“Hello, I’m a Mac…but I’m also a PC.”
The use of the terms PC and Mac to differentiate computers that run the Microsoft Windows operating system between those that run Apple OS X is technically incorrect. A few years back, Mac was simply an abbreviation for Macintosh (the brand of computers made by Apple Inc.) and PC was an acronym for Personal Computer (those used in the home/office, etc.). Recently, however, these words have changed their connotations and this transformation hasn’t been accidental.
Before I speculate how or why, let’s cover some basics. Both and Microsoft and Apple Inc. are software/hardware companies:
Microsoft develops the popular operating system “Windows” but they don’t actually manufacture the computers that it runs on. They leave it up to other companies such as Lenovo, HP, Dell, Gateway and even Apple (after the transition from the PowerPC line of processors to the Intel chip) to make hardware that is compatible with their OS. Then these individual companies give their computers their own names (i.e. the HP Pavillion or the Gateway LT Series). So for example, as a consumer you can own a Dell Inspiron that runs Microsoft Windows (God forbid that actually be the case).
On the other hand, Apple develops the “X” operating system (OS X)* and manufactures the computers that run it. Furthermore (and unlike Microsoft) Apple doesn’t allow other companies to make computers that run their “ground-breaking” operating system — Apple handles it all. So as a consumer, you can’t for example, own an HP Pavillion that runs Apple OS X. If you want Apple’s OS you need to go get an Apple computer (which has a brand name of “Mac”).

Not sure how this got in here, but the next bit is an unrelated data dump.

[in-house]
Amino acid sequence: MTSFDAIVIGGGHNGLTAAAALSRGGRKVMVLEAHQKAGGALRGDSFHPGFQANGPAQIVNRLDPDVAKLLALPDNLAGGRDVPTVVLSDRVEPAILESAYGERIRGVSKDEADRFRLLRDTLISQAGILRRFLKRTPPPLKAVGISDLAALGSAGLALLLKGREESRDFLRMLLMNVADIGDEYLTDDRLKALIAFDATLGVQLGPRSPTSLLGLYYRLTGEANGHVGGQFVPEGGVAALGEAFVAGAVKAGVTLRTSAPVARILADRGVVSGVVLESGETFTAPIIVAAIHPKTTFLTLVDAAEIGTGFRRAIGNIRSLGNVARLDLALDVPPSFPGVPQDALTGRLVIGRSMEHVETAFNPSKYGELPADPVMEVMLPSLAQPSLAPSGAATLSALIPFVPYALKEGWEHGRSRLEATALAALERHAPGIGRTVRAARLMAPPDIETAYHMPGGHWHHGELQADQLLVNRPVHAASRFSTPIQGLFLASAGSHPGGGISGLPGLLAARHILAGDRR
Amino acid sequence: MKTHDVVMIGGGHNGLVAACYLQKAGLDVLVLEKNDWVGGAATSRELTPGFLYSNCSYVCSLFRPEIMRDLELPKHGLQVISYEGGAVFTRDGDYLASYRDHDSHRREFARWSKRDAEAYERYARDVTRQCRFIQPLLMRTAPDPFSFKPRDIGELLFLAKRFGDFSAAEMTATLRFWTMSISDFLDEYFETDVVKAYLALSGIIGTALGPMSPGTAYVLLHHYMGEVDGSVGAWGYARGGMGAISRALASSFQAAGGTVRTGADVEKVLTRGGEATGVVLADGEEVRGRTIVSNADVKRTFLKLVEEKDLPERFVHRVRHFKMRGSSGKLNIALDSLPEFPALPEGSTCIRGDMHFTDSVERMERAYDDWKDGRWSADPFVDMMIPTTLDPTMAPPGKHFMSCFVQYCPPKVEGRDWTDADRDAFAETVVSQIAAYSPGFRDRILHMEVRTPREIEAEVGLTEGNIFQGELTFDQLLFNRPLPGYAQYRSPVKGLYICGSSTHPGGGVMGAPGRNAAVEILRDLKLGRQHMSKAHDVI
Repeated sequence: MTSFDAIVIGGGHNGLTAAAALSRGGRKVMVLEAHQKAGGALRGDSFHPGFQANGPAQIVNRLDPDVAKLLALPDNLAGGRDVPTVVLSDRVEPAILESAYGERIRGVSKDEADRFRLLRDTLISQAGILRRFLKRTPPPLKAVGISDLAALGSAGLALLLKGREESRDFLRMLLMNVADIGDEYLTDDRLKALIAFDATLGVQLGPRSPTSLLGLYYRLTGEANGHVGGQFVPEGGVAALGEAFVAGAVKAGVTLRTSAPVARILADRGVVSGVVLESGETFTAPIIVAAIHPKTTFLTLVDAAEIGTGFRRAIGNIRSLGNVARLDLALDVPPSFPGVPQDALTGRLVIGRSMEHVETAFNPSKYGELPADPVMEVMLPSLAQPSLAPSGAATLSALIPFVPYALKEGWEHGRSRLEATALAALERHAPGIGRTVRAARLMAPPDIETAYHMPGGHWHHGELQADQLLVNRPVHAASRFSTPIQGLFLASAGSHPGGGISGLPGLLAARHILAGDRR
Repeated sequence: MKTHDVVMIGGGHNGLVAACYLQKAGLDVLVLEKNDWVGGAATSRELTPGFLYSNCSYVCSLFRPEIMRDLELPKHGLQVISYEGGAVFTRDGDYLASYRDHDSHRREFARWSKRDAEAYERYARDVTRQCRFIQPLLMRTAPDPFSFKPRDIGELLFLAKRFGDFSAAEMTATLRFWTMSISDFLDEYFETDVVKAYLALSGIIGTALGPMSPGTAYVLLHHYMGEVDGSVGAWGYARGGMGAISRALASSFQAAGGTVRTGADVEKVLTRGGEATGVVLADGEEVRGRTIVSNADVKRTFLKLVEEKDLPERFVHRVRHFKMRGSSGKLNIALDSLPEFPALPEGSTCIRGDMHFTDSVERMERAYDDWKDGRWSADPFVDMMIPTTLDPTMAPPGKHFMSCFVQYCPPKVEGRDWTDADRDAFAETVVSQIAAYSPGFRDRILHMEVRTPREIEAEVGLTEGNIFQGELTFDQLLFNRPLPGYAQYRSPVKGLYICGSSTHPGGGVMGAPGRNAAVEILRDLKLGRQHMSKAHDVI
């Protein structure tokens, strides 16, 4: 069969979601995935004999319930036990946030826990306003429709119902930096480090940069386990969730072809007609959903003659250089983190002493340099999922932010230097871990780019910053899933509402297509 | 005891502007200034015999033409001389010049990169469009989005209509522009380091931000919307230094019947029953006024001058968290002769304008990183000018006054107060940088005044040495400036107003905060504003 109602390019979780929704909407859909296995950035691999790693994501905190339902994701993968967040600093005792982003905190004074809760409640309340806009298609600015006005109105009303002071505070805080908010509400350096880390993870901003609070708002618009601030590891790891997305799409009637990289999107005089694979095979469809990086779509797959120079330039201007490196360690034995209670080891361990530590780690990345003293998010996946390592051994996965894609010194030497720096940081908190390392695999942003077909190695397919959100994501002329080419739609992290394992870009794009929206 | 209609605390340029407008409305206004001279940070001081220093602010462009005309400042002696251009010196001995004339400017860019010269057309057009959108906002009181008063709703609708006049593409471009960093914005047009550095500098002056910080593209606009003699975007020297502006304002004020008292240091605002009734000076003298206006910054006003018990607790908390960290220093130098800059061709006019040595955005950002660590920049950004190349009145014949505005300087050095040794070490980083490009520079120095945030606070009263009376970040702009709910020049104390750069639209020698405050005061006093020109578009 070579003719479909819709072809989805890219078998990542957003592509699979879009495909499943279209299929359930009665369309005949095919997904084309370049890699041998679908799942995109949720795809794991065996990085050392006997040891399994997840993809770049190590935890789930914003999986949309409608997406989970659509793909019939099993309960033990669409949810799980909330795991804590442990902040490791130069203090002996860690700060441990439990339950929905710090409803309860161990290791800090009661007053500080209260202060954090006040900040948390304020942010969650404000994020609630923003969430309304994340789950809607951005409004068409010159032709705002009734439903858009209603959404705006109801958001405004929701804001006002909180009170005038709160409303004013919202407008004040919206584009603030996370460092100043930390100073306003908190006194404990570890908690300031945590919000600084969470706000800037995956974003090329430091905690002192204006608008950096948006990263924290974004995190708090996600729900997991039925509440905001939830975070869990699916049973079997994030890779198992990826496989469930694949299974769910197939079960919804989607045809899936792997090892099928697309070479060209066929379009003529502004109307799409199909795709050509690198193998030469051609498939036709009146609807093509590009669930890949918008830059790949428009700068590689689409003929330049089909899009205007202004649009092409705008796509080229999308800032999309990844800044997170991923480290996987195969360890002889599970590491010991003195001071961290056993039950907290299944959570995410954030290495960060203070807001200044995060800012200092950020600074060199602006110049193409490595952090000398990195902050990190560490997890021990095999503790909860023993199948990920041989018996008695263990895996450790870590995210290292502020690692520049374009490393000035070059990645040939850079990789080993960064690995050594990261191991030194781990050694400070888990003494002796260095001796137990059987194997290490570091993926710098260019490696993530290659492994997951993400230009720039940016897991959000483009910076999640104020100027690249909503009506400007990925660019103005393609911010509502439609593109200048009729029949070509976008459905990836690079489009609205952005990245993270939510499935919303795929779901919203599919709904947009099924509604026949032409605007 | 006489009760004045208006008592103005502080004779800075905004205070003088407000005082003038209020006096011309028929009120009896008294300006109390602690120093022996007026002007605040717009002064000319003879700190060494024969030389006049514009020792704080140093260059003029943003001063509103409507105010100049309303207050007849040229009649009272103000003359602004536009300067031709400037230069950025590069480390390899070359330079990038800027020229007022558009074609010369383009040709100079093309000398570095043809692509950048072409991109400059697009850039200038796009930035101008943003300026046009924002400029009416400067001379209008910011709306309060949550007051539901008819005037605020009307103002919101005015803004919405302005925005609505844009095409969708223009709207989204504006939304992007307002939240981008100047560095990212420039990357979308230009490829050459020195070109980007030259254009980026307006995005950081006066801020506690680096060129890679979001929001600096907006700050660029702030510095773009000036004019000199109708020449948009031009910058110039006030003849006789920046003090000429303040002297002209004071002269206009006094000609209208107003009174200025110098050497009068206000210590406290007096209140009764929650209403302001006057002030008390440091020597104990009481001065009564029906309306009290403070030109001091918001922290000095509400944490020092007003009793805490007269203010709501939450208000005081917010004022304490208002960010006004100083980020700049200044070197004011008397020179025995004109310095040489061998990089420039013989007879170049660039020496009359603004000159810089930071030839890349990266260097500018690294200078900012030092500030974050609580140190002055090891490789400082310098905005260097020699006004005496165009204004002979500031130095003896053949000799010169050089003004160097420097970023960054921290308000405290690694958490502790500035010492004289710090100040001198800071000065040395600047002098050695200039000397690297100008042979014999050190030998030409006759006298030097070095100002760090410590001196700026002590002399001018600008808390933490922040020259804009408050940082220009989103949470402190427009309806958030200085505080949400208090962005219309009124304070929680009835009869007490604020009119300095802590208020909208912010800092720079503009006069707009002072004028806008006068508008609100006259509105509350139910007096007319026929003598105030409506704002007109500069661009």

In this regard, Apple is a monopoly; the control of their hardware and of the operating system that allows users to interact with it is very stringent. So in this case, there’s no need to identify both the kind of computer you have and which operating system it runs. The entire package is simply referred to as “a Mac.” This inseparable unification of hardware and software that Apple maintains is what I think has made a “Mac” represent much more than simply a brand name.
At the same time, Apple has made efforts to practically abandoned “PC” as a label for anything about them by inaccurately using the label “PC” as an umbrella phrase to encompass everything that is not a Mac (specifically referring to computers that run Windows).
For those of you not up to speed, most of Apple’s computers allow themselves to be temporarily turned into an external hard drive simply by pressing the corresponding hot key (‘T’) during boot up. If the computer supports this option (most do) it will enter what is called Target Disk Mode (TDM) and allow itself to become a mass storage device and be connected to another computer via an IEEE 1394 interface (aka FireWire, i.LINK, Lynx…whatever).
Yes, this feature is convenient for transferring large amounts of data or if you need a quick makeshift external hard drive (assuming you have a male-male Firewire cable). Unfortunately, the feature also inherently bypasses the OS from ever being started on your computer allowing others access to all sorts of files that you assumed were secure by the OS’s login.